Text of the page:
I just read an article about a big alternative mutual fund that is facing redemptions due to poor performance last year. And it got me thinking again about a recurring theme on this blog about the perils of trying to time the markets.
I know it’s preaching to the choir here, but it is something I am always thinking about. And this got me thinking about risk overall.
As I was reading the marketing material and articles about this particular fund, I realized how hard it must be to run a fund with the purpose of earning equity-like returns but with lower volatility and smaller drawdowns.
You Have to Be Right So Many Times
Many of these funds take a completely top-down approach to asset allocation. For example, they will look at the economic outlook; interest rates, inflation etc. And then from there, they have to choose investments that will benefit from and get hurt by the trends in this outlook. They have to choose how much to allocate to each investment/trade, and then they have to time it well.
That’s a lot of decisions they have to get right. For example, just on the outlook itself, how hard is that? We all know how accurate economic forecasts are. How many people last year predicted higher interest rates?
What are the odds of getting that right? So that’s decision number one.
And then you have to go and find investment ideas that fit that particular theme (rising rates, higher inflation, for example). I guess you can just go and find the stocks or investments that are the most leveraged to these particular factors and not care at all about management etc. Or you can pick the best managed companies in the respective sectors. Or maybe you want the highest cost producer to maximize operating leverage, or the most levered company for maximum financial leverage. Or maybe a combination of both. Or you might want the lowest cost producer (but you may get less bang for the buck if you are right).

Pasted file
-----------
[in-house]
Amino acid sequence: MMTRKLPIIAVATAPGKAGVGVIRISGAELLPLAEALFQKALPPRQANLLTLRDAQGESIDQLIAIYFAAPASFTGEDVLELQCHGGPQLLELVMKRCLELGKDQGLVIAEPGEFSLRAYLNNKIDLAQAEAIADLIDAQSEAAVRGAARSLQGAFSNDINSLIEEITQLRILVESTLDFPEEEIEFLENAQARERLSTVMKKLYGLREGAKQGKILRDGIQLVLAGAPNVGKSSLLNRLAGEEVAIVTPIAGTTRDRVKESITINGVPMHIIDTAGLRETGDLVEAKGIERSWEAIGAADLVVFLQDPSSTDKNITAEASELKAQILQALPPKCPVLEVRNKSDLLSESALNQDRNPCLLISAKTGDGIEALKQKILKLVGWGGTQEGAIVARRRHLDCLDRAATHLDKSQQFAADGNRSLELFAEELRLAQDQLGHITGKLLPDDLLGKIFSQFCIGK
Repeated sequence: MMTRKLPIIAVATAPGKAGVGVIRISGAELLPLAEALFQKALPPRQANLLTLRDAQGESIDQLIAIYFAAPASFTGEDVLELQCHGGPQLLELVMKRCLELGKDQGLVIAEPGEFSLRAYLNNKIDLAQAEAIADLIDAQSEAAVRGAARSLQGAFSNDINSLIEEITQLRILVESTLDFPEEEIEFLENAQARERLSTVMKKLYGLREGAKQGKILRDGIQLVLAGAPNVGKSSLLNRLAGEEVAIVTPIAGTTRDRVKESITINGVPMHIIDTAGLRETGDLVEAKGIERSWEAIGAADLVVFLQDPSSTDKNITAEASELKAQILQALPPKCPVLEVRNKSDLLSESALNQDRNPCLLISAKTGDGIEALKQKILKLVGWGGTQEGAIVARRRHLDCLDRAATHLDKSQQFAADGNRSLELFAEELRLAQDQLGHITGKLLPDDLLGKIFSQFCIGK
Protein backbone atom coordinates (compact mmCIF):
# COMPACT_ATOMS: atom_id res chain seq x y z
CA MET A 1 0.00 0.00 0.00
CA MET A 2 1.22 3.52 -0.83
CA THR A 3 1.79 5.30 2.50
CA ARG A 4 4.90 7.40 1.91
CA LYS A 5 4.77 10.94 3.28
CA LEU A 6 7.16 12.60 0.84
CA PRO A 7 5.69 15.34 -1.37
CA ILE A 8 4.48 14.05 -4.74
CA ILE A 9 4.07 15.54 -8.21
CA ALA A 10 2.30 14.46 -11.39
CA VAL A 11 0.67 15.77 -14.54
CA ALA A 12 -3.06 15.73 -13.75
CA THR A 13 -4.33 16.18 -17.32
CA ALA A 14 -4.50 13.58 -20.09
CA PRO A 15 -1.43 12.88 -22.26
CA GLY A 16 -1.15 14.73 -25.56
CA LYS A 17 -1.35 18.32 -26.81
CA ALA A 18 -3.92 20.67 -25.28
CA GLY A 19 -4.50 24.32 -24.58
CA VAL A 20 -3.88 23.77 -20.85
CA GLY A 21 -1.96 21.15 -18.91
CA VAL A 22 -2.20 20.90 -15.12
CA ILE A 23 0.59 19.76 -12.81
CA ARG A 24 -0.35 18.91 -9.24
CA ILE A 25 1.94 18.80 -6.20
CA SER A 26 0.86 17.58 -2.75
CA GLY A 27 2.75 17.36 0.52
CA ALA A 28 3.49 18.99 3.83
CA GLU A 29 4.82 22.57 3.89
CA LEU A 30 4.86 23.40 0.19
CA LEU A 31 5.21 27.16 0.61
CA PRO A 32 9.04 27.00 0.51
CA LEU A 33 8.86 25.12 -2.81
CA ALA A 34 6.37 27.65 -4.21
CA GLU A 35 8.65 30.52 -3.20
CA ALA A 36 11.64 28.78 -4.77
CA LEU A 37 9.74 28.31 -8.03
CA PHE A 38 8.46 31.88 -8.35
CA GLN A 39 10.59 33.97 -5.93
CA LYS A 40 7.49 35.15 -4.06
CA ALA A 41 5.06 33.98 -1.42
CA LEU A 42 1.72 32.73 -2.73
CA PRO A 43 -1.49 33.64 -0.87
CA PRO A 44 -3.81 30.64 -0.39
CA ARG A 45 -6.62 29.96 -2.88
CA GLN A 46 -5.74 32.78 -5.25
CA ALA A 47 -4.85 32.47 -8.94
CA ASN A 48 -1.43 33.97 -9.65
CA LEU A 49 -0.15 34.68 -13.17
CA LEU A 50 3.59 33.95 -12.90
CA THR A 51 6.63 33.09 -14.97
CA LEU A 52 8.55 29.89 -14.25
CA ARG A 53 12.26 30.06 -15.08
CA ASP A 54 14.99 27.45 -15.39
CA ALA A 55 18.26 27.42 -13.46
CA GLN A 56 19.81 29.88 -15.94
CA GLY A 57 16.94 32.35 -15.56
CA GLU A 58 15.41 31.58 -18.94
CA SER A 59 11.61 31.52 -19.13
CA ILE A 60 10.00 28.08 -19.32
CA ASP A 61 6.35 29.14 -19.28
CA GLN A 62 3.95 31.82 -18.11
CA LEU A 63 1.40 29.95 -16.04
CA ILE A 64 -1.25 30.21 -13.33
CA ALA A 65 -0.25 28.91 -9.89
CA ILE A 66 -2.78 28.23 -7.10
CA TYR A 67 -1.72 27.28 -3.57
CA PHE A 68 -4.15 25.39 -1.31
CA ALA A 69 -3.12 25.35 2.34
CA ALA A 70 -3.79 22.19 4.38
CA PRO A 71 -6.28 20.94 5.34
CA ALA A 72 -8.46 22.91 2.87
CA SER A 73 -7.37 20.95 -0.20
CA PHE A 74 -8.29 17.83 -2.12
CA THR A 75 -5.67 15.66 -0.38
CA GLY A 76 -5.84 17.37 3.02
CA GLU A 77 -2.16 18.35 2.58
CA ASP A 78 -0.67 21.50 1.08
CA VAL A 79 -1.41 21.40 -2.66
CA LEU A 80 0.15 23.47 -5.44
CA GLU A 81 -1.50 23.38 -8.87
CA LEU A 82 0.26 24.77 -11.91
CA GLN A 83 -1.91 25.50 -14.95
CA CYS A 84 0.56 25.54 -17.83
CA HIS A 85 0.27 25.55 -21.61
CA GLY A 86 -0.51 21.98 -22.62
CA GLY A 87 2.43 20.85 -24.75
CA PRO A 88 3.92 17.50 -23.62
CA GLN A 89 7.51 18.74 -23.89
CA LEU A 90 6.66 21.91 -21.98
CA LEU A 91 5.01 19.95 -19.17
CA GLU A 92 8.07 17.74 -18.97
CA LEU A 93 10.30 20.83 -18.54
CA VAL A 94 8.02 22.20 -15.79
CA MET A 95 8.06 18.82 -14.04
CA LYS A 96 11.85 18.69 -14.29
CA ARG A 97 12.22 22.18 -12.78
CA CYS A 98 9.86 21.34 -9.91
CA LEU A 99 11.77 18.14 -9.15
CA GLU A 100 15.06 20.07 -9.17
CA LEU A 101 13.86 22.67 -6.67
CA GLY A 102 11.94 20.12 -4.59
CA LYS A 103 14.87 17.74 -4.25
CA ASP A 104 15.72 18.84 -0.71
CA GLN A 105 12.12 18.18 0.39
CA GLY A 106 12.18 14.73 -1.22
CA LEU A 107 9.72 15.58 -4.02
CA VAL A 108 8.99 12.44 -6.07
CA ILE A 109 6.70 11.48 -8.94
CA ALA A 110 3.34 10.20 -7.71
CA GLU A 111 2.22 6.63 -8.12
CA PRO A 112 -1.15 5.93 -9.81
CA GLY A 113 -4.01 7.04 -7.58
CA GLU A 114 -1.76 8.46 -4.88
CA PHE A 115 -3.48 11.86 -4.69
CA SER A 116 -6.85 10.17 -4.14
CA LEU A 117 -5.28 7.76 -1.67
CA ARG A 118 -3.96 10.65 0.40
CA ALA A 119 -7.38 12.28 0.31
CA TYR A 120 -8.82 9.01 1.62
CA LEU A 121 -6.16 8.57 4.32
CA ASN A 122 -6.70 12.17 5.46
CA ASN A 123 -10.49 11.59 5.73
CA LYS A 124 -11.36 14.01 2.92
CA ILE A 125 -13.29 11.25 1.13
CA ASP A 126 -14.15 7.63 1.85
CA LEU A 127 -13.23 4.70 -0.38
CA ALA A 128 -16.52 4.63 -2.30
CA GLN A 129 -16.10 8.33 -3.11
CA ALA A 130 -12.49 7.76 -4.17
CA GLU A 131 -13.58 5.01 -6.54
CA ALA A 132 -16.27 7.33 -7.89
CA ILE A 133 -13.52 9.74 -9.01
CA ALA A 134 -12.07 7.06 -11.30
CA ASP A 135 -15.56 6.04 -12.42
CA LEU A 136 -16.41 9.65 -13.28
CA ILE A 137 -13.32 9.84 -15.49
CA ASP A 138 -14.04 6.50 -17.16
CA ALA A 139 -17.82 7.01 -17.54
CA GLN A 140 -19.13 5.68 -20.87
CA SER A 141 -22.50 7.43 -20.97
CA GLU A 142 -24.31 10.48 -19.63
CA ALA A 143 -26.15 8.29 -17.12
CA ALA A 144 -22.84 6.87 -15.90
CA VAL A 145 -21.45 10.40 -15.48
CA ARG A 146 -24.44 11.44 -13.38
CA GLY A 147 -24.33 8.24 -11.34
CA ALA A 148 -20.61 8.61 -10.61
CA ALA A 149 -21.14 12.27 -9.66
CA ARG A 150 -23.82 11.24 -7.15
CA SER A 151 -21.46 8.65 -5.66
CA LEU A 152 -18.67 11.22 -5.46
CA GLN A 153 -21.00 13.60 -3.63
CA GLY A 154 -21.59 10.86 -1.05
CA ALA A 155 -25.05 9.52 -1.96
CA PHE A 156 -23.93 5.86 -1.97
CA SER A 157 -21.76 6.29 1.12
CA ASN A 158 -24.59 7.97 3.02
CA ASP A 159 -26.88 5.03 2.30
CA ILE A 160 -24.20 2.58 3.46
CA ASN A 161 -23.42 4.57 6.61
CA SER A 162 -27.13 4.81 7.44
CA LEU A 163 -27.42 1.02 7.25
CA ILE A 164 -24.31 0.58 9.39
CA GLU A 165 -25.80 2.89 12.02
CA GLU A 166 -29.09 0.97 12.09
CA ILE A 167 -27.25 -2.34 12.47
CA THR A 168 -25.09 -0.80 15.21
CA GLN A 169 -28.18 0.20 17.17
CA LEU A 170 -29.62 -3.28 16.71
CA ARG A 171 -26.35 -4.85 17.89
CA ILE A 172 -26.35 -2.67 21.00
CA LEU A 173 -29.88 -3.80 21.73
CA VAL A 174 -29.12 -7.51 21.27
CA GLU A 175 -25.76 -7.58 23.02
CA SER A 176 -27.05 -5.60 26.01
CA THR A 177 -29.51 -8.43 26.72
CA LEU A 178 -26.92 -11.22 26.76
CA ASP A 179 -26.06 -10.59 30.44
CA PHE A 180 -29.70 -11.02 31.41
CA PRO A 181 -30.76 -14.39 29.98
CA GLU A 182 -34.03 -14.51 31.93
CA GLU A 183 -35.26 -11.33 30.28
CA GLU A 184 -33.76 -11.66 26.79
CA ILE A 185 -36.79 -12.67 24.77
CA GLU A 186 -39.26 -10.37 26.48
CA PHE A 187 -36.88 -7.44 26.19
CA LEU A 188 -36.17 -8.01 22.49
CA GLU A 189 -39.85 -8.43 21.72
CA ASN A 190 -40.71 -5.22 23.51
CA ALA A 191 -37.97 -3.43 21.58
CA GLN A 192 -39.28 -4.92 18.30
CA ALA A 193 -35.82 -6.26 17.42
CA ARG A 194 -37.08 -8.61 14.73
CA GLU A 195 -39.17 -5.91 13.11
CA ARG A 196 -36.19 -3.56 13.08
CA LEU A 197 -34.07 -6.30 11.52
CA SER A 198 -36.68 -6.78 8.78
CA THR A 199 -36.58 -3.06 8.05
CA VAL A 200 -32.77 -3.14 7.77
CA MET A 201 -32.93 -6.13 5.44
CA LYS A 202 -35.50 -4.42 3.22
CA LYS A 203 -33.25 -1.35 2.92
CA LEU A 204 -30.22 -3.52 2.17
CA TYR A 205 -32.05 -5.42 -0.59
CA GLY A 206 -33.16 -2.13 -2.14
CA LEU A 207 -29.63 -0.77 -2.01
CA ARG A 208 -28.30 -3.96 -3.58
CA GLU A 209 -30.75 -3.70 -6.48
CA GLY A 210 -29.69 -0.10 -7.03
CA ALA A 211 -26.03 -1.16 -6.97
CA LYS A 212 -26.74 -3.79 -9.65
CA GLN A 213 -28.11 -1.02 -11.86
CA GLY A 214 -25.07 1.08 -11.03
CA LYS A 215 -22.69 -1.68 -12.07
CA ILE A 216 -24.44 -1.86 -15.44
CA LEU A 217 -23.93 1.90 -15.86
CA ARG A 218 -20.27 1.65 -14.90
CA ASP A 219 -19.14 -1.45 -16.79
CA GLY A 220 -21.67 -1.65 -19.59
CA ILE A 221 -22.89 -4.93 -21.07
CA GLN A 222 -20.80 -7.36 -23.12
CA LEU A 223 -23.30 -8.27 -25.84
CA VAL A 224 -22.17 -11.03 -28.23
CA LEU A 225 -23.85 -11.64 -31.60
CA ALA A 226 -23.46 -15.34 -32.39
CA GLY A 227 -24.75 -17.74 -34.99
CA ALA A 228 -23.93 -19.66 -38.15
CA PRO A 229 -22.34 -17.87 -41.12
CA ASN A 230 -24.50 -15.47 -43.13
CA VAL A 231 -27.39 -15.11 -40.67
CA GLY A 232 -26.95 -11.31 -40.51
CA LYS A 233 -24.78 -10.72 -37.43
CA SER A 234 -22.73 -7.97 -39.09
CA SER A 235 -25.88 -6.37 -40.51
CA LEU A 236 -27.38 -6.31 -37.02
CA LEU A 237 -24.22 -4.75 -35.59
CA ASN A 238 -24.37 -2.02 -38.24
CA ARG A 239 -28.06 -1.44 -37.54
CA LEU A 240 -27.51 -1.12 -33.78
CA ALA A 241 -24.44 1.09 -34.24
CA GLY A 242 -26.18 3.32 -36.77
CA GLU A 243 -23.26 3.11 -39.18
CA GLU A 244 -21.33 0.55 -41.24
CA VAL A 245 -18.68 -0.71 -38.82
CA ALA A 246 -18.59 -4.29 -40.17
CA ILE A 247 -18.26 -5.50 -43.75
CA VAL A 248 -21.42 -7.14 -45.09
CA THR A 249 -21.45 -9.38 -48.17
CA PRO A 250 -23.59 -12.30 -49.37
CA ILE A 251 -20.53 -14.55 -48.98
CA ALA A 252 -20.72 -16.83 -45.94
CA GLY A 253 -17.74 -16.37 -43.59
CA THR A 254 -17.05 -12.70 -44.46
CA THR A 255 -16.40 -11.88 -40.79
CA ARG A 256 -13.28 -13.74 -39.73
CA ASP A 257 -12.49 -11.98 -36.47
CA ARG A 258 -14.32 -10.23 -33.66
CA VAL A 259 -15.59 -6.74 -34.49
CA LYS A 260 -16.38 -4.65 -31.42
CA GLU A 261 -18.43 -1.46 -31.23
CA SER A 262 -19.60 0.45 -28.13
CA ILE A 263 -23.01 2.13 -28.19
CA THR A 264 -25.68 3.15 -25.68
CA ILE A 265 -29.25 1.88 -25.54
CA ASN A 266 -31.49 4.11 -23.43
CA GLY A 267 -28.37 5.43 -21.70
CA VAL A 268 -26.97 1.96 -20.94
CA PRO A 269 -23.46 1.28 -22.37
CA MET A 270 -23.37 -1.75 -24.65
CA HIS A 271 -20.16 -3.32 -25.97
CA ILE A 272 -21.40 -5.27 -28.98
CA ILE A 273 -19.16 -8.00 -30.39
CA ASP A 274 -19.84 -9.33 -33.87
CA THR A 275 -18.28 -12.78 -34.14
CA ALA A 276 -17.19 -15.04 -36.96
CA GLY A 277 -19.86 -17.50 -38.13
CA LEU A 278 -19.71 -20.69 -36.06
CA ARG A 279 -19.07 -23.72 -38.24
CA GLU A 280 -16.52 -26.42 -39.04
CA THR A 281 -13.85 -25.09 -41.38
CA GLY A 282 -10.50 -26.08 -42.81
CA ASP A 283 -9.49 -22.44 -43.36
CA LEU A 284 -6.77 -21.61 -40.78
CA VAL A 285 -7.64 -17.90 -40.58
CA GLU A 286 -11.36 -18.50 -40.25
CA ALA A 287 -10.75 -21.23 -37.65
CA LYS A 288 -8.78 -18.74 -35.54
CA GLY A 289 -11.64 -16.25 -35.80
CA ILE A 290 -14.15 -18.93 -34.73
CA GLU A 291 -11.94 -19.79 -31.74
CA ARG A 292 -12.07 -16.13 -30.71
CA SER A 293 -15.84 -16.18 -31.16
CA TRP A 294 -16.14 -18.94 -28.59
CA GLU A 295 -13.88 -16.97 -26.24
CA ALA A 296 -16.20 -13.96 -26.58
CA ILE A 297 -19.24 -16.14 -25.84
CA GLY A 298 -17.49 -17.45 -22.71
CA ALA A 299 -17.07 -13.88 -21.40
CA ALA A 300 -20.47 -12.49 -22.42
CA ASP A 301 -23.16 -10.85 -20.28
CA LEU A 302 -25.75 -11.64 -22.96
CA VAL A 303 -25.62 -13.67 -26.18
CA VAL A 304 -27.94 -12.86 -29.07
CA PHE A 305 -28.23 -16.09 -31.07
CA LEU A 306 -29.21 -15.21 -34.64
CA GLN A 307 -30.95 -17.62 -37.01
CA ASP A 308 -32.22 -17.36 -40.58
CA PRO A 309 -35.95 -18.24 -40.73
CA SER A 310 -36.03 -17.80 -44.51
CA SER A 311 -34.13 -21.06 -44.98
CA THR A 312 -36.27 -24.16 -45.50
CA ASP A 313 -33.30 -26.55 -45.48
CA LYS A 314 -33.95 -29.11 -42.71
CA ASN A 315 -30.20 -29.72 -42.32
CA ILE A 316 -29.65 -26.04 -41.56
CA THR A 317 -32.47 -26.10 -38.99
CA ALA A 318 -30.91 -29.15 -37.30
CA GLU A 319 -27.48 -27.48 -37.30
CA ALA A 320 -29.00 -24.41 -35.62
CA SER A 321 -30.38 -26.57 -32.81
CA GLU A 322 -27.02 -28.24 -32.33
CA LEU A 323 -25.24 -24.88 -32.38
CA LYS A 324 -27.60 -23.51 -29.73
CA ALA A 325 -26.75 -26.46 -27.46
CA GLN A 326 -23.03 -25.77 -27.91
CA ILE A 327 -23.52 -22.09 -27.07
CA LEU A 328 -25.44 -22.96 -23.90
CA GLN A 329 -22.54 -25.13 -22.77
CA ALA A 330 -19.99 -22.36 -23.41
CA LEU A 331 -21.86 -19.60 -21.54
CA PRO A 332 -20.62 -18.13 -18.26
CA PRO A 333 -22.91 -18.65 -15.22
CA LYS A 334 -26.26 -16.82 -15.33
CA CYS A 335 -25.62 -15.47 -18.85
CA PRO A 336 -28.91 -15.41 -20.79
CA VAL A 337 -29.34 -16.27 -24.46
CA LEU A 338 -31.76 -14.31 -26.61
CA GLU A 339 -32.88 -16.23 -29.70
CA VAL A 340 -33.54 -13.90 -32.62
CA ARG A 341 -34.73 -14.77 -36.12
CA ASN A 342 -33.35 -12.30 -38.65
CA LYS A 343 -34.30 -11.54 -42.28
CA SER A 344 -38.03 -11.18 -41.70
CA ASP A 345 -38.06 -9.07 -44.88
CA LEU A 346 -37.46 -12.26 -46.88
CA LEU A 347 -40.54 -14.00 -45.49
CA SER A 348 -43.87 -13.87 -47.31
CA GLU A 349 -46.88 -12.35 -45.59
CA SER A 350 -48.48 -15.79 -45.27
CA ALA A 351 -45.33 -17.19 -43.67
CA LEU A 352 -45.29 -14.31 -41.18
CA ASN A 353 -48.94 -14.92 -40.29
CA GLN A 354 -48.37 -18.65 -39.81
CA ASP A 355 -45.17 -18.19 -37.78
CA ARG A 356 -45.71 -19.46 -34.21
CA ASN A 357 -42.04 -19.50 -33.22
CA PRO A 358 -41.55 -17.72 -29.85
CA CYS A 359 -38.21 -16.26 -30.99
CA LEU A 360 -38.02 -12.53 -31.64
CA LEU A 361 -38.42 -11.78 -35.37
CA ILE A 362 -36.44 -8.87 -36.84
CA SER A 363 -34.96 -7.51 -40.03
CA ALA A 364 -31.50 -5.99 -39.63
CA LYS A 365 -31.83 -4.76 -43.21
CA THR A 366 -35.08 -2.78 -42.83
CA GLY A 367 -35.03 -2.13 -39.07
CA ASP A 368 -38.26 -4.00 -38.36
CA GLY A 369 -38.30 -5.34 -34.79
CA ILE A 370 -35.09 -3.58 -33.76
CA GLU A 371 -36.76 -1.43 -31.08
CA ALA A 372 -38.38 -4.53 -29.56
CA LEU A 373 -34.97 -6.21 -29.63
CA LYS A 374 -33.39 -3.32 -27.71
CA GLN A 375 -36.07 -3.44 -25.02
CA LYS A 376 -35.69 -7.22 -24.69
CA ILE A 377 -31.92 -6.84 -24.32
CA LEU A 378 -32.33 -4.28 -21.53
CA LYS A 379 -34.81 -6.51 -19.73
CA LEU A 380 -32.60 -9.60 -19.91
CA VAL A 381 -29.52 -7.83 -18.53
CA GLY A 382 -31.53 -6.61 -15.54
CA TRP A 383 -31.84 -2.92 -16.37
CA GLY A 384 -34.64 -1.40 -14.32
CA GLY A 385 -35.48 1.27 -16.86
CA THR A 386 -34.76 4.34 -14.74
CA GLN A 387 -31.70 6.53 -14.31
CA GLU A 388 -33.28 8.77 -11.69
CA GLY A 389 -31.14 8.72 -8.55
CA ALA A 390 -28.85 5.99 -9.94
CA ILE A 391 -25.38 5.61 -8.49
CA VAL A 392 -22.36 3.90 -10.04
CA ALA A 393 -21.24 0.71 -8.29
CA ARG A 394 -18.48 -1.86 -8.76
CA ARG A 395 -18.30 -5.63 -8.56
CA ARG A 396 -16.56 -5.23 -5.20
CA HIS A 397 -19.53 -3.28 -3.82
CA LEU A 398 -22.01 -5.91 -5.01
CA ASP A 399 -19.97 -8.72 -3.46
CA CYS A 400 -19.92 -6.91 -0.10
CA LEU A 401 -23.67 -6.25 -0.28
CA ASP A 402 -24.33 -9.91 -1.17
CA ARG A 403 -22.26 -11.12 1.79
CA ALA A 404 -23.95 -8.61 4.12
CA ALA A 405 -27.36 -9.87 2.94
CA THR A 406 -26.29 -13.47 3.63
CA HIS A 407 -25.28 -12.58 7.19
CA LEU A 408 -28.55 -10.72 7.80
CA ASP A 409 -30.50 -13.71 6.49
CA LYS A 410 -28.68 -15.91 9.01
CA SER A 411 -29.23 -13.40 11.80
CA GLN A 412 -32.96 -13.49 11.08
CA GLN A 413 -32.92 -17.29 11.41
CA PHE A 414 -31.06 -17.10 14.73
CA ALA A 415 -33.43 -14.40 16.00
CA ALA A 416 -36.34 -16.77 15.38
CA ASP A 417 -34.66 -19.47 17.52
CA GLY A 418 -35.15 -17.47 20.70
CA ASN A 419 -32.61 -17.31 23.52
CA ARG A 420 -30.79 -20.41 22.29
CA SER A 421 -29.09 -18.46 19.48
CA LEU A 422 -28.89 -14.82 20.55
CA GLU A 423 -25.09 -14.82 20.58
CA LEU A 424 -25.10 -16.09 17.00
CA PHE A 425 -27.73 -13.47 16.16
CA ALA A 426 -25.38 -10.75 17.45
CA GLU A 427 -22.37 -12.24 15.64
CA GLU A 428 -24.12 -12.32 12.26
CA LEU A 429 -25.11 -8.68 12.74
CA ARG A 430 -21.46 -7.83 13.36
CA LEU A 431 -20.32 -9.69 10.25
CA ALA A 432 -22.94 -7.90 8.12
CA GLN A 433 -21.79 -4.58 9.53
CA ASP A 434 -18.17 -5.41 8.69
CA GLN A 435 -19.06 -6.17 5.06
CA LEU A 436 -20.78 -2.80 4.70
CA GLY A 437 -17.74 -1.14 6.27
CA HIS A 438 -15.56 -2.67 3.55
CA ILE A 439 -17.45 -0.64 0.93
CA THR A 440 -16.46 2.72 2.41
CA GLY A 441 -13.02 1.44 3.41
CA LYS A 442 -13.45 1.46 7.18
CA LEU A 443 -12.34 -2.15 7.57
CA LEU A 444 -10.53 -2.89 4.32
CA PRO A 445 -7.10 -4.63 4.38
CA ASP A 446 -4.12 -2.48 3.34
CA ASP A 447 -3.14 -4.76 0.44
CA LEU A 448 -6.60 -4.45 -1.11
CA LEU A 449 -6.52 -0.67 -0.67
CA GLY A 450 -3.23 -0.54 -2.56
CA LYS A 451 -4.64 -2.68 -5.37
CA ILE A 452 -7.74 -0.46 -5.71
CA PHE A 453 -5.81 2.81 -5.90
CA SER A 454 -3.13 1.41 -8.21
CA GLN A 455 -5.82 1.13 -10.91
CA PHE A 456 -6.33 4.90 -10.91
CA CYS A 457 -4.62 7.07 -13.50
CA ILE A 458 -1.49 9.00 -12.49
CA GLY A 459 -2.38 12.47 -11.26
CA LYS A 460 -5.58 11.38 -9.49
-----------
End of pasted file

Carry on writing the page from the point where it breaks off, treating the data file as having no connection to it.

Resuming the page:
Or you can go out and look for the things that will be most hurt by the trends you predict. See? This is already getting pretty complicated.
Obviously, you can be wrong about this stuff. You can get the macro right, but you might pick the wrong stocks. I remember how people forecast higher gold prices and then bought a bunch of gold stocks and got clobbered. They got the macro call right (gold prices went up) but got the stock picks wrong (most went down due to higher production cost etc.).
And then you can actually get the macro call right and maybe even pick the right stocks. But if you are an active manager, you are at risk of getting stopped out of positions that are good at the wrong time. Even if you make two right decisions, they might go down far enough to trigger stop losses and push you out before you are proven right. So you can get two things right and get the timing wrong (investors might flee too forcing you to sell potentially winning positions before they turn) and lose money. We all know, the markets can remain irrational for a lot longer than your prime broker or margin clerk will allow you to hold the position.